> > > were they new: they were taken over by Arne Duncan from the Bush
> > > administration, and the Bush administration got them, via Clinton, from
> > > good old fashioned "Back to Basics" backlash in the UK. So the roots
> are
> > > Toryism and not liberalism.
> > >
> > > I suppose you can argue that there is some kind of implicit analogy
> > between
> > > education and neoliberal economics: school is supposed to be some kind
> of
> > > neoliberal "level playing field" where children compete like
> businessmen,
> > > grades are "cultural capital", classes are investment opportunities,
> > > assessment portfolios are investment portfolios, etc. This analogy is
> > > little more than a way of whipping up interest among principals,
> > teachers,
> > > and even students (and as such I am not sure I am against it, since I
> > don't
> > > see anything wrong with working class kids taking an interest in the
> > > getting of goodies through study). It's certainly not a good
> description
> > of
> > > what is happening in schools: These businessmen produce no commodities,
> > the
> > > grades are neither exchangeable or consumable; there is no such thing
> as
> > > credit or interest in this economy, and assets evaporate upon
> graduation
> > > instead of maturing.
> > >
> > > I think that the word "reform" is actually more important in Margaret
> and
> > > Carrie's title than "neoliberal": a "reform" is usually, on the lips of
> > > government bureaucracy, a euphemism for backlash, and the policies
> being
> > > described are part of a more general ideological backlash against
> > Deweyism
> > > and progressive education: an anti-liberal reaction rather than a
> > > neo-liberal reform. "Neoliberalism", taken literally, would imply that
> > the
> > > schools really are in the marketable skills business, and I don't see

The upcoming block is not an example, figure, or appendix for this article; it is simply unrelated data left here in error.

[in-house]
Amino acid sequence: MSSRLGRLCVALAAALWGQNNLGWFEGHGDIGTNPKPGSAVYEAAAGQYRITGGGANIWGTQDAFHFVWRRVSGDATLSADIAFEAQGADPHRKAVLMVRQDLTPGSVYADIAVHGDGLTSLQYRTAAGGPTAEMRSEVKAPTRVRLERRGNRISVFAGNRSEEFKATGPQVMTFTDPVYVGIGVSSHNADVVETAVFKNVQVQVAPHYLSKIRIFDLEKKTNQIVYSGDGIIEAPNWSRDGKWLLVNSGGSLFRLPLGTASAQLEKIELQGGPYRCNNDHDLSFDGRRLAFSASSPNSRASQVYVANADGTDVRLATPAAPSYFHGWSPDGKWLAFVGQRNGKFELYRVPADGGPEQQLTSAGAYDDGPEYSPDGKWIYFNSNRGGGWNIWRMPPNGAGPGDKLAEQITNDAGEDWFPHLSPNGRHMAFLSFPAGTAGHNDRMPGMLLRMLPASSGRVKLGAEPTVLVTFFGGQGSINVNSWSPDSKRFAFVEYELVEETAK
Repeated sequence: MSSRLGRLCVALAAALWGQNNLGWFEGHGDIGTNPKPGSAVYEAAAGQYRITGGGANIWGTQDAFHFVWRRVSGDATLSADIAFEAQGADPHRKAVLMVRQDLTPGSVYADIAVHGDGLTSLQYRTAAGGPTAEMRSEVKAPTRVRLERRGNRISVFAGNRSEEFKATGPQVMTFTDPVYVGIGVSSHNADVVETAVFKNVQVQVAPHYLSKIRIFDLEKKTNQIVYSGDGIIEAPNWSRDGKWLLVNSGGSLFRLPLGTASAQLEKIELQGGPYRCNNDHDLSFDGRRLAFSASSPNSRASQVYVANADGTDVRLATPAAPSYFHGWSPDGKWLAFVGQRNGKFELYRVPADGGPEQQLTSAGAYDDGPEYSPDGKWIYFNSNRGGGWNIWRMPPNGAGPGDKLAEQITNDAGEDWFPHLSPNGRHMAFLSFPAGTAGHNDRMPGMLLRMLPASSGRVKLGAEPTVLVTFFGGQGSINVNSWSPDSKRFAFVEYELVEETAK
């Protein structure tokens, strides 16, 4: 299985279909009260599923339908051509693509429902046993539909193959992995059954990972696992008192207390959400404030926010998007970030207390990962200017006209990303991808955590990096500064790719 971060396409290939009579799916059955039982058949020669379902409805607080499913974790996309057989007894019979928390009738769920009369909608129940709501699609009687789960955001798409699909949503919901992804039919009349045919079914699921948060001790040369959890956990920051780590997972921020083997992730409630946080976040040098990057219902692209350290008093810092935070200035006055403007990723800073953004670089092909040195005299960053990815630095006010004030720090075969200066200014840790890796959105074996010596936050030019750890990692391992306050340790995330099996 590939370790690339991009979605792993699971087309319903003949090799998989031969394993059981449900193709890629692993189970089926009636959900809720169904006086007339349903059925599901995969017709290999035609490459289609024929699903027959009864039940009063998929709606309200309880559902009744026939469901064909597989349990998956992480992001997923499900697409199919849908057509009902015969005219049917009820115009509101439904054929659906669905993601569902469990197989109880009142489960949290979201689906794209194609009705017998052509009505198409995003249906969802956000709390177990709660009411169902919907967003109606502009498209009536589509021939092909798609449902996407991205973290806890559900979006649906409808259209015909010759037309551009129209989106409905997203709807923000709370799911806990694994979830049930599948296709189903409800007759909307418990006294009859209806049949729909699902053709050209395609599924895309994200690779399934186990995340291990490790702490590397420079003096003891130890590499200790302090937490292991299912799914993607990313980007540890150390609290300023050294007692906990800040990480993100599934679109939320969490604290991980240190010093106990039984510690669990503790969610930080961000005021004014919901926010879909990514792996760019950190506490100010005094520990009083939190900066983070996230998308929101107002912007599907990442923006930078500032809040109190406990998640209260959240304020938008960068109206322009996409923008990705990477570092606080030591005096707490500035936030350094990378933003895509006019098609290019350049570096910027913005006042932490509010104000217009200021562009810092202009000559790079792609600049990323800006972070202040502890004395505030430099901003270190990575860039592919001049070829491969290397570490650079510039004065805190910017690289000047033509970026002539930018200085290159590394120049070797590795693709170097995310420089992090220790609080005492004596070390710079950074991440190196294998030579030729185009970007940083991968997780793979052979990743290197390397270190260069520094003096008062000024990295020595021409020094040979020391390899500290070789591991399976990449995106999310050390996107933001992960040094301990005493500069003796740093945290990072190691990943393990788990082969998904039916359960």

> > much
> > > evidence for that in the study. Am I missing something?
> > >
> > > David Kellogg
> > > Macquarie University
> > >
> > > On Sun, Nov 20, 2016 at 1:24 AM, <lpscholar2@gmail.com> wrote:
> > >
> > > > Margaret, Carrie, Phillip, Henry, Cornell,
> > > >
> > > > A central and key theme of this month’s article is neoliberalism in
> all
> > > > its guises.
> > > > In my imaginary response i am addressing the authors of the paper and
> > > > Cornell who addresses neoliberalism, and Phillip, who shared
> Cornell’s
> > > > article and Henry who heard Cornell offer a way to mediate our
> crises.
> > > > The paper is about teaching STEM and the neoliberal agenda that
> ignores
> > > > the plight of those who suffer.
> > > > Cornell says the answer is (democratic soulcraft). At the heart of
> this
> > > > soulcraft is truth telling of the reality of suffering.
> > > >
> > > > In order to constitute or institute a (new) order a more pro/gressive
> > > > order it seems suffering must be the key factor.
> > > >
> > > > The notion of ivory towers and their responses to suffering seems
> > > central.
> > > > I also want to explore the theme of (play) in relation to suffering.
> > > >
> > > > One exemplar:
> > > > There is a Buddhist who organizes gatherings where food is prepared
> and
> > > > presented at the gatherings (for the homeless). Musical instruments
> are
> > > > also brought and dancing proceeds.
> > > > Everyone participates and this is key: You cannot tell who are the
> > > > homeless and who are the people who prepared the food. They are
> > sharing a
> > > > common (new) experience that is profoundly moving and creates a sense
> > of
> > > > well-being.
> > > > This Buddhist practise is exemplary as a response to our current
> > > > contemporary historical moment. It is truth telling and democratic
> > > > soulcraft and PLAY. (each in the other).